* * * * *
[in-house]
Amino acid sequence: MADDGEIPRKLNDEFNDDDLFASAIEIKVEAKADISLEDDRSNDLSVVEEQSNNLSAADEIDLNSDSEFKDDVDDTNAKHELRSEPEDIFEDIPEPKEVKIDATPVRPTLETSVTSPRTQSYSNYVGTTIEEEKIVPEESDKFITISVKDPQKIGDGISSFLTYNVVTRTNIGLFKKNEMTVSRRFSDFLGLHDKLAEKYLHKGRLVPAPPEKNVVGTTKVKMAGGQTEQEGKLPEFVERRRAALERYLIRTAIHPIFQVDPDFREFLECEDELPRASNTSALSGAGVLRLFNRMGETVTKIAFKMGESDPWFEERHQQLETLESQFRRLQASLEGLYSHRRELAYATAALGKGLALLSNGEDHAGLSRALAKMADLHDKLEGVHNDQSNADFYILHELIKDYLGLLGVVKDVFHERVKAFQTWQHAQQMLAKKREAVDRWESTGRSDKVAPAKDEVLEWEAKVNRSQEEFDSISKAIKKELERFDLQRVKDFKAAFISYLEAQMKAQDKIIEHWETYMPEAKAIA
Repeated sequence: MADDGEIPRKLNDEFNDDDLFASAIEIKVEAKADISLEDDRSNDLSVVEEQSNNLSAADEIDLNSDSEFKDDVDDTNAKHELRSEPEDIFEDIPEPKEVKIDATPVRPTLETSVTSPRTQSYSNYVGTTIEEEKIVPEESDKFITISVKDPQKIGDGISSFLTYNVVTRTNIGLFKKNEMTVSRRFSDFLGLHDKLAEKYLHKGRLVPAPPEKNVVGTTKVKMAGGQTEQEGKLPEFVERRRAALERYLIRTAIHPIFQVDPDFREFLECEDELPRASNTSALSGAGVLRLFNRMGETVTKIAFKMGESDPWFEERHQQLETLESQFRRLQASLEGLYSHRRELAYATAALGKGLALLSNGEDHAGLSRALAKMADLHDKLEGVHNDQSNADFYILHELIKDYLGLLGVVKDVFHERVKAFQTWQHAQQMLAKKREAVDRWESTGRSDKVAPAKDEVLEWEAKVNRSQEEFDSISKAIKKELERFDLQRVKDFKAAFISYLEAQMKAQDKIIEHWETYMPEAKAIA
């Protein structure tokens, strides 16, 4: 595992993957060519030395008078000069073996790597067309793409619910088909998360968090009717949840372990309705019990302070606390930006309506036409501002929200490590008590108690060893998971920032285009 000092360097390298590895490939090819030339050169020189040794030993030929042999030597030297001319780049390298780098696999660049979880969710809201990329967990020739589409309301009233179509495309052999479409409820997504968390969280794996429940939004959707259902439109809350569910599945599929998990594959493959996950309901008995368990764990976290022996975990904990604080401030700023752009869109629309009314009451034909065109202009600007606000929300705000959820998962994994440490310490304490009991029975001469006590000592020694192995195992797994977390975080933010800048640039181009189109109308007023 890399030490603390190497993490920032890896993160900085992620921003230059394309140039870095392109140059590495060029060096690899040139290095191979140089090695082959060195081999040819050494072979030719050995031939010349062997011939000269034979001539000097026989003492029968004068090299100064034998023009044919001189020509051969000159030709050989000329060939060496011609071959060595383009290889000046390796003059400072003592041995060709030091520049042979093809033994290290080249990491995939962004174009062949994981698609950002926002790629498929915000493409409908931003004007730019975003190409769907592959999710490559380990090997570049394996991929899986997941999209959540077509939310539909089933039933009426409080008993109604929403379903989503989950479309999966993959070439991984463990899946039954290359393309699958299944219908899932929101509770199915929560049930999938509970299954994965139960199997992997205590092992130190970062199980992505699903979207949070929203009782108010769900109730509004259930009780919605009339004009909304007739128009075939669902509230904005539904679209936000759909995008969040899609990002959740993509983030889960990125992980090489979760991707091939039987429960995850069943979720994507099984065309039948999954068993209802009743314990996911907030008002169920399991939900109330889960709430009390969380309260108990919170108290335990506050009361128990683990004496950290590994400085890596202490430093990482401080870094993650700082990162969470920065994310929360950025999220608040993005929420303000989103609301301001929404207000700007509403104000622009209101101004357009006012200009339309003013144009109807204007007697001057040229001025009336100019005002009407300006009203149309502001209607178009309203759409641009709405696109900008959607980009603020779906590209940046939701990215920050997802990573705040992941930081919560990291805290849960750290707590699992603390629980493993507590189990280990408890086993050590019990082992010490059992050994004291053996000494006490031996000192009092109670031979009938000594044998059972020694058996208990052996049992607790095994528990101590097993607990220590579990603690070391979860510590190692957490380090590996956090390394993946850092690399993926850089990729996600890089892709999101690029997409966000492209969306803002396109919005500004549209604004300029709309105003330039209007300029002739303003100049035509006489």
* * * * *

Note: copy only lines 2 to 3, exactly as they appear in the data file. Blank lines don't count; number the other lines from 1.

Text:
Amino acid sequence: MADDGEIPRKLNDEFNDDDLFASAIEIKVEAKADISLEDDRSNDLSVVEEQSNNLSAADEIDLNSDSEFKDDVDDTNAKHELRSEPEDIFEDIPEPKEVKIDATPVRPTLETSVTSPRTQSYSNYVGTTIEEEKIVPEESDKFITISVKDPQKIGDGISSFLTYNVVTRTNIGLFKKNEMTVSRRFSDFLGLHDKLAEKYLHKGRLVPAPPEKNVVGTTKVKMAGGQTEQEGKLPEFVERRRAALERYLIRTAIHPIFQVDPDFREFLECEDELPRASNTSALSGAGVLRLFNRMGETVTKIAFKMGESDPWFEERHQQLETLESQFRRLQASLEGLYSHRRELAYATAALGKGLALLSNGEDHAGLSRALAKMADLHDKLEGVHNDQSNADFYILHELIKDYLGLLGVVKDVFHERVKAFQTWQHAQQMLAKKREAVDRWESTGRSDKVAPAKDEVLEWEAKVNRSQEEFDSISKAIKKELERFDLQRVKDFKAAFISYLEAQMKAQDKIIEHWETYMPEAKAIA
Repeated sequence: MADDGEIPRKLNDEFNDDDLFASAIEIKVEAKADISLEDDRSNDLSVVEEQSNNLSAADEIDLNSDSEFKDDVDDTNAKHELRSEPEDIFEDIPEPKEVKIDATPVRPTLETSVTSPRTQSYSNYVGTTIEEEKIVPEESDKFITISVKDPQKIGDGISSFLTYNVVTRTNIGLFKKNEMTVSRRFSDFLGLHDKLAEKYLHKGRLVPAPPEKNVVGTTKVKMAGGQTEQEGKLPEFVERRRAALERYLIRTAIHPIFQVDPDFREFLECEDELPRASNTSALSGAGVLRLFNRMGETVTKIAFKMGESDPWFEERHQQLETLESQFRRLQASLEGLYSHRRELAYATAALGKGLALLSNGEDHAGLSRALAKMADLHDKLEGVHNDQSNADFYILHELIKDYLGLLGVVKDVFHERVKAFQTWQHAQQMLAKKREAVDRWESTGRSDKVAPAKDEVLEWEAKVNRSQEEFDSISKAIKKELERFDLQRVKDFKAAFISYLEAQMKAQDKIIEHWETYMPEAKAIA